Fursey Gotuaco shared his coaching on what makes a story fun, engaging, and meaningful.
Fursey competed on the international level in the 2020 World Championship of Public Speaking and was one of the best loved presenters at the VTM CON virtual conference in December. For this February 2021 workshop, attendees were invited to come prepared to tell a story of their own and learn how it could be made better.
As Toastmasters clubs driven online by COVID-19 resume in person meetings, many will be thinking about how to continue to invite online participation. There are many good reasons for operating in a hybrid format, but club leaders need to be aware of the pitfalls and the investment in equipment that may be necessary.
This video is from a July 25, 2020 workshop on running meetings with both online and offline attendance — the technical and leadership challenges of doing it right. Below, we’ve also shared some specific equipment recommendations related to improving the audio quality for these meetings, which is one of the tricky parts.
Presenters and panel participants included:
Host: Nik Lakhani, President, Online Presenters
Panel Moderator: David F. Carr
From a leadership standpoint, think about how you will include local and remote participants equally.
For technology setup, the most important thing is ensuring audio quality. Even if the video quality is wonderful, not being able to hear a speaker undermines the whole point of a Toastmasters meeting.
For video, best practice is to have feeds from 2 different cameras in the room, one pointed toward the speaking area and the other toward the audience. The image above (which you can see better by downloading Moira’s slides) will give you an idea of how that works.
To make it all work, your club should have (or train) at least a couple of people who can cover the room setup and tech setup details for every meeting. Possibly “Zoom master” or “tech master” could be a rotating role, if you have a few people who can handle it.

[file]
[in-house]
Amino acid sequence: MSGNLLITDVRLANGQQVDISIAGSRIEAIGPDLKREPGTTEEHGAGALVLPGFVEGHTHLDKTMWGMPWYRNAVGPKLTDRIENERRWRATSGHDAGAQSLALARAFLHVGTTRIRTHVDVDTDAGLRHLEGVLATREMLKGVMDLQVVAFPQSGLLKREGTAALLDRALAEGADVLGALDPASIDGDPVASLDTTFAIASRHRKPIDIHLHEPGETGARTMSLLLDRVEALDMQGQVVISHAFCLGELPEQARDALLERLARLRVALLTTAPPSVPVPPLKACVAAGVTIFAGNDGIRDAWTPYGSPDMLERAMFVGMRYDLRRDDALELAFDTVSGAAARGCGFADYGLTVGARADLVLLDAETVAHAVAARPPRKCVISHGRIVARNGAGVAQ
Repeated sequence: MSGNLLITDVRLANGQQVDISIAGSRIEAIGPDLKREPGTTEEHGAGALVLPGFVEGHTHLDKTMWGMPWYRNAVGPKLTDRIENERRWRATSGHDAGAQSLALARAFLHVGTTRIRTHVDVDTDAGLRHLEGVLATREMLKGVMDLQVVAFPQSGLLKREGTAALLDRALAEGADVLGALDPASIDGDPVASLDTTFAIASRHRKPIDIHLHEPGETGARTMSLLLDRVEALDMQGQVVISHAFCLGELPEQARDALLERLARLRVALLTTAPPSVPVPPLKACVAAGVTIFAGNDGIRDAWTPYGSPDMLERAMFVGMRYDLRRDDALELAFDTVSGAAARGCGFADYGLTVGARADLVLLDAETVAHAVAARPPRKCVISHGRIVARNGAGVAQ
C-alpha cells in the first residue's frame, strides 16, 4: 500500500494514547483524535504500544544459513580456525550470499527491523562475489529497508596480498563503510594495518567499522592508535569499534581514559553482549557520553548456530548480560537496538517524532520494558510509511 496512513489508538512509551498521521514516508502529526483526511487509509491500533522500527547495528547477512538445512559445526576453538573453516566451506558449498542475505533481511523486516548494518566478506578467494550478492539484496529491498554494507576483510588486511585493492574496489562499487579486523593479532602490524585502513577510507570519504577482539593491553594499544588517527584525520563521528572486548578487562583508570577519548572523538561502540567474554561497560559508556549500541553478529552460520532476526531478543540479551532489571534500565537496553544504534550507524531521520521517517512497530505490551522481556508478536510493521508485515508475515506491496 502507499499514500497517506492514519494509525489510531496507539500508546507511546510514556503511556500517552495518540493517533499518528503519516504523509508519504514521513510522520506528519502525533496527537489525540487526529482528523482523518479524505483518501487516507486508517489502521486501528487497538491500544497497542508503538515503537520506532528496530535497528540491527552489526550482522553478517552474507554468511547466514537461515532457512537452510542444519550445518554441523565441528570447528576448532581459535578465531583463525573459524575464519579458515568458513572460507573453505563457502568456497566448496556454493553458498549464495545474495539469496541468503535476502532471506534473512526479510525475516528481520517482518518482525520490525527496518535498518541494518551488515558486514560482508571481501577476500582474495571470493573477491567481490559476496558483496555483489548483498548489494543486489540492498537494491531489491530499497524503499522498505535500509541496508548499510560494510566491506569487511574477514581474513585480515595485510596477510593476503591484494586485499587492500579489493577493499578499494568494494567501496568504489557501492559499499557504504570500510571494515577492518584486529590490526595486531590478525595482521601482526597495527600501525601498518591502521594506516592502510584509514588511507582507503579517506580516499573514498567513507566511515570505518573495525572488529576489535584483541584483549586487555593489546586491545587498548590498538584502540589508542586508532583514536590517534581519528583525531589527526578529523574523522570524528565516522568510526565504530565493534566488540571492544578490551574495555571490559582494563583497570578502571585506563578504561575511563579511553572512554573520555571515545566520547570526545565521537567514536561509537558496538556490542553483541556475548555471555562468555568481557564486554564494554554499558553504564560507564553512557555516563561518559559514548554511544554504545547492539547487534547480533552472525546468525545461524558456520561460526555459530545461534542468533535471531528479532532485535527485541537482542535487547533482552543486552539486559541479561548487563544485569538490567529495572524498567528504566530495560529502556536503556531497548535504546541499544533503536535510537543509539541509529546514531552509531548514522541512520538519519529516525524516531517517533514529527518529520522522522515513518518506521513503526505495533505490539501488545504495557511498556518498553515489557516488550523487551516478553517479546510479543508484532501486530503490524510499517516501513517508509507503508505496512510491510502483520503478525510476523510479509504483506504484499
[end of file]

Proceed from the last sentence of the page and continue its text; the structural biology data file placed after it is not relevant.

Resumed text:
Clubs may have to adjust this shopping list to what they can reasonably do within their budget. During the program, Graham Cairns suggested clubs might start out with whatever equipment individual members are willing to share and then phase in purchases of club-owned equivalents.
A couple of key purchases Moira O’Brien recommended are a compact wireless microphone and a webcam that can be mounded on a tripod. Here are Amazon links and prices for those items.
Other equipment that is required may vary depending on your meeting space, for example whether there is a speaker system you can tap into. If not, purchasing a wired or wireless speaker might also be necessary. Some spaces may have adequate lighting, while for others you might need to bring in additional lighting.
Less expensive options than those cited here may work for you, including tech based on smart phone apps.
During the discussion later in the meeting, one of our guests Sunny Fridge mentioned a different microphone that worked for one of her clubs:
Roger Courville, an expert on online presentations of all sorts, with an emphasis on online training and webinars, was our guest speaker for June 1, 2020.
Roger has been a friend of the club since its inception, having given an earlier workshop presentation on this topic when we were recruiting our charter members in 2017. He was one of the sources I consulted for my Forbes.com article that year on Improving Skills for Webinars, Online Meetings. Since then, he has also served as a celebrity guest judge for our webinar contests and helped in several other ways.
Roger Courville, CSP has been called “The Michael Jordan of Virtual Presentations.” He’s an award-winning speaker and author who brings evidence-based tactics to transforming boring webinars. His work includes working with organizations as diverse as Pfizer, FedEx, Australia Institute of Training and Development, American Management Association, US Bank and, of course, L-TEN. And he loves habaneros.
Guest speaker Achim Nowak gave this presentation at Online Presenters on Feb. 24, 2020. The full meeting replay (including Table Topics impromptu speaking practices) is at https://youtu.be/zkH_aZHLi4g but the version shared here includes Achim’s presentation and the Q&A discussion with members and guests.